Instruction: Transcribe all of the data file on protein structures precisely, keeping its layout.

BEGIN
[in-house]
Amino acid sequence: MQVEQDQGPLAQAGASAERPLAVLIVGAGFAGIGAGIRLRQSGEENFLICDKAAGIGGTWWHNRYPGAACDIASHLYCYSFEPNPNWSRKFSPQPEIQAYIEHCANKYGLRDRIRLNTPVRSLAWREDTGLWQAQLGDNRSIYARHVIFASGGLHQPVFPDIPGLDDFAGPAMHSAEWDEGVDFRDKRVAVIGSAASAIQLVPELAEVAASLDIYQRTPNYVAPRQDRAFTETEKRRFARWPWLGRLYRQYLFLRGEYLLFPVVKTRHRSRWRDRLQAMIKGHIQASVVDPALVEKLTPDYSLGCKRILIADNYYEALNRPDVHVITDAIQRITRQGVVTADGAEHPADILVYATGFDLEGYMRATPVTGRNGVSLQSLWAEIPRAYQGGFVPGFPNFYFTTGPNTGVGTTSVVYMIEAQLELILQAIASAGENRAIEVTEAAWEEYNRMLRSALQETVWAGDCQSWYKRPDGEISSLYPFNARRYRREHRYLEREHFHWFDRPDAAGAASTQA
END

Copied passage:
[in-house]
Amino acid sequence: MQVEQDQGPLAQAGASAERPLAVLIVGAGFAGIGAGIRLRQSGEENFLICDKAAGIGGTWWHNRYPGAACDIASHLYCYSFEPNPNWSRKFSPQPEIQAYIEHCANKYGLRDRIRLNTPVRSLAWREDTGLWQAQLGDNRSIYARHVIFASGGLHQPVFPDIPGLDDFAGPAMHSAEWDEGVDFRDKRVAVIGSAASAIQLVPELAEVAASLDIYQRTPNYVAPRQDRAFTETEKRRFARWPWLGRLYRQYLFLRGEYLLFPVVKTRHRSRWRDRLQAMIKGHIQASVVDPALVEKLTPDYSLGCKRILIADNYYEALNRPDVHVITDAIQRITRQGVVTADGAEHPADILVYATGFDLEGYMRATPVTGRNGVSLQSLWAEIPRAYQGGFVPGFPNFYFTTGPNTGVGTTSVVYMIEAQLELILQAIASAGENRAIEVTEAAWEEYNRMLRSALQETVWAGDCQSWYKRPDGEISSLYPFNARRYRREHRYLEREHFHWFDRPDAAGAASTQA